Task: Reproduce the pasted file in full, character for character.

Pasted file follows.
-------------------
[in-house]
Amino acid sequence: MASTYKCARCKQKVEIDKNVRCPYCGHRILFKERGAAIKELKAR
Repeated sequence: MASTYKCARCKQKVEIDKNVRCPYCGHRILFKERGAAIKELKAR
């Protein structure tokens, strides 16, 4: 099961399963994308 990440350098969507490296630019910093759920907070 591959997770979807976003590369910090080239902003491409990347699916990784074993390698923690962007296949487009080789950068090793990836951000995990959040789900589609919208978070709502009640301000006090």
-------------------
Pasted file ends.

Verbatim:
[in-house]
Amino acid sequence: MASTYKCARCKQKVEIDKNVRCPYCGHRILFKERGAAIKELKAR
Repeated sequence: MASTYKCARCKQKVEIDKNVRCPYCGHRILFKERGAAIKELKAR
């Protein structure tokens, strides 16, 4: 099961399963994308 990440350098969507490296630019910093759920907070 591959997770979807976003590369910090080239902003491409990347699916990784074993390698923690962007296949487009080789950068090793990836951000995990959040789900589609919208978070709502009640301000006090």